Six glasses of wine face me, but only two are finished wines, the 2016 Estate Chardonnay and Pinot Noir from Artesa Vineyards and Winery. They're at the right in the photo above.
The other four are components that went into these wines. To the casual palate (mine), they seem good enough to stand on their own, but they've been bottled for educational purposes only, not to sell.
My head spins as she talks of clones and climate, punching down and puncheons, basket presses and barrels, oak integration and blocks (not wooden cubes to play with or something that hinders what you are doing but sections of a vineyard. Artesa has more than 50 of these.)
To show how dizzyingly complicated winemaking is, or at least how it seems to those of us not involved in it, the glasses next to the Chardonnay are only two of its 20 components. The Pinot Noir tops this with 25 components, including the one above.
Imagine how subtle your palate must be to figure this out. Consider too all the other techniques and sensibilities required to take grapes from the vine to their elegant finish in a fine bottle.
Fine is the right word, because Artesa is in Los Carneros in the Napa Valley, and Carneros Pinots and Chardonnays are legendary, thanks to ideal weather, topography and soils.
Interestingly, the winery was founded by Codorníu Raventós, the Spanish company known for cava and other bubblies. The intent was to produce sparkling wines, but within a couple of years, the potential for the classic Carneros varietals became apparent. Sparkling wines are still made there, however.
Just 150 of the 450 acres are farmed, most of these planted to Pinot Noir, followed by Chardonnay and then much smaller plantings of two Spanish varietals, Albariño and Tempranillo. The smallest planting is of Cabernet Sauvignon.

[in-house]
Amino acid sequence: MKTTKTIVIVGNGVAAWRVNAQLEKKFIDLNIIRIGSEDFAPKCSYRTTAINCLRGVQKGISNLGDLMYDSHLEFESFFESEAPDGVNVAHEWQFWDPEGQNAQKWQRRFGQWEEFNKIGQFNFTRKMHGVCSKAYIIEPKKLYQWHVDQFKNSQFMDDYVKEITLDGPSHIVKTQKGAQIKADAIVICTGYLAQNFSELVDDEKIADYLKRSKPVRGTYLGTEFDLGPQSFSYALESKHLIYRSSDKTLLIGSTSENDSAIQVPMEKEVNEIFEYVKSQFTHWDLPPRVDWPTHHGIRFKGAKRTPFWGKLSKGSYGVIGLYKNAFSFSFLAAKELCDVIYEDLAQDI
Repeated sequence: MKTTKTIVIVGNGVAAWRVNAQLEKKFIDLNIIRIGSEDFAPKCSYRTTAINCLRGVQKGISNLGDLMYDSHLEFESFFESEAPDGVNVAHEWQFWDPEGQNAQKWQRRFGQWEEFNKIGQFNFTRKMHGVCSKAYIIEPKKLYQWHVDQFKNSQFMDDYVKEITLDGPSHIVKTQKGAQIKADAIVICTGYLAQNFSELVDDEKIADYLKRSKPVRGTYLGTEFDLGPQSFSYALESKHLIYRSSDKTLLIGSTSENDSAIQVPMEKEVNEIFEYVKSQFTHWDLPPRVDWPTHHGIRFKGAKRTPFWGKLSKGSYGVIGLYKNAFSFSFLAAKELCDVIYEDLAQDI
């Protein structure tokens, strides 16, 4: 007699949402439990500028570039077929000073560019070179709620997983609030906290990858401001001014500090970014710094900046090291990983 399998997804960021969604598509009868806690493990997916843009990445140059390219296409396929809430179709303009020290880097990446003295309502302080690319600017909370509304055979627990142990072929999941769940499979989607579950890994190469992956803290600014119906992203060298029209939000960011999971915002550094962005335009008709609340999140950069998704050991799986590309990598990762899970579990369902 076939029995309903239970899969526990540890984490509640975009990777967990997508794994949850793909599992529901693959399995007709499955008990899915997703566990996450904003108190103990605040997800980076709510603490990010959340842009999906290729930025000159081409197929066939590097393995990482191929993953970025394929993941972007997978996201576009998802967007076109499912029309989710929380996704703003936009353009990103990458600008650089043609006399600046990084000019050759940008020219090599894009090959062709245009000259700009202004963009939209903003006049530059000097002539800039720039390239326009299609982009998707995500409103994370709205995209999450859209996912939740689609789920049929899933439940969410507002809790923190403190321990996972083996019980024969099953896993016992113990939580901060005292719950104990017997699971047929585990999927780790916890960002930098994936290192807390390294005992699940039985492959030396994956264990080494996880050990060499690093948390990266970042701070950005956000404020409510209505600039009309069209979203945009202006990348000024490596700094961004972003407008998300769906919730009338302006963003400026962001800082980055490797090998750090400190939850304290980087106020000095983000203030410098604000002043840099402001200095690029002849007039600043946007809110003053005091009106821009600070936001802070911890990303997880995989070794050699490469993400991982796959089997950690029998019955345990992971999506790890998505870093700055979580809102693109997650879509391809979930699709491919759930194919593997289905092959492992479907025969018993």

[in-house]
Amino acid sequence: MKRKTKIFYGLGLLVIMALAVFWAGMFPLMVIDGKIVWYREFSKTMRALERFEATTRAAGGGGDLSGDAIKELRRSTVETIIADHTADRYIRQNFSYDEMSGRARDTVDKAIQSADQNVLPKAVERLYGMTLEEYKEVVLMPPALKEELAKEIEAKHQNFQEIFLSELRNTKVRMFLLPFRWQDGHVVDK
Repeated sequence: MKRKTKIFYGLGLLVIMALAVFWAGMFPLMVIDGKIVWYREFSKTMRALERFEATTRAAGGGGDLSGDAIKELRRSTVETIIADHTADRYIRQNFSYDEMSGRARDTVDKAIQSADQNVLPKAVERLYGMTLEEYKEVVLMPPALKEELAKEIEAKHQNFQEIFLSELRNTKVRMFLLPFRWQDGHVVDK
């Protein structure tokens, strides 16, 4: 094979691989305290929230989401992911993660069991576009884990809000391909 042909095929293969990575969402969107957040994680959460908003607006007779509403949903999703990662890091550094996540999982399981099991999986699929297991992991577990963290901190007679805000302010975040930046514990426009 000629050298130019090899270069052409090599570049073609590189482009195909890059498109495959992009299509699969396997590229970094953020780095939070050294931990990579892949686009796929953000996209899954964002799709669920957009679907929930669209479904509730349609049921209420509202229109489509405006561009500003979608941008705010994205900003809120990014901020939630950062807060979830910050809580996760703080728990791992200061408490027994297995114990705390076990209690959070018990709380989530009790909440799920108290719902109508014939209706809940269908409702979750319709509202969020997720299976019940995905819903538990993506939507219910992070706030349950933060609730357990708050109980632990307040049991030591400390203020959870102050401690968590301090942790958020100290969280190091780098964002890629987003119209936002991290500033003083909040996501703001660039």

The Tempranillo and Cabernet are planted on the highest ridges, which are considered to be part of Mount Veeder, a Napa AVA (American Viticultural Area) where Cabernet Sauvignon thrives.
Suddenly an inky dark wine appears (the glass at the right). This is Galatea, a Cabernet-Tempranillo blend that reflects the way Artesa links California and Spain. From the 2014 vintage and bottle-aged for two years, it hasn't been released yet.
Then came lunch--the tasting took place at Good Measure in Atwater Village, the first restaurant for Matthew Kaner, known for his involvement in wine bars. Not surprisingly, Kaner plans to hold more wine events there.
The Pinot Noir is distributed nationally, but the Albariño (above) has not yet been released. It's "an incredible variety with great potential in Carneros," Diogo Draper says. The wine was made with 70% estate grapes. The remaining 30% came from a local grower.
But Artesa's primary focus is on Chardonnay and Pinot Noir. Speaking of the Chardonnay featured at the master class, Diogo Draper says, "I love it. I'm really happy with the 2016 vintage. It's a fantastic vintage for Chardonnay and Pinot." These two varieties "really shine" in Carneros, as she says.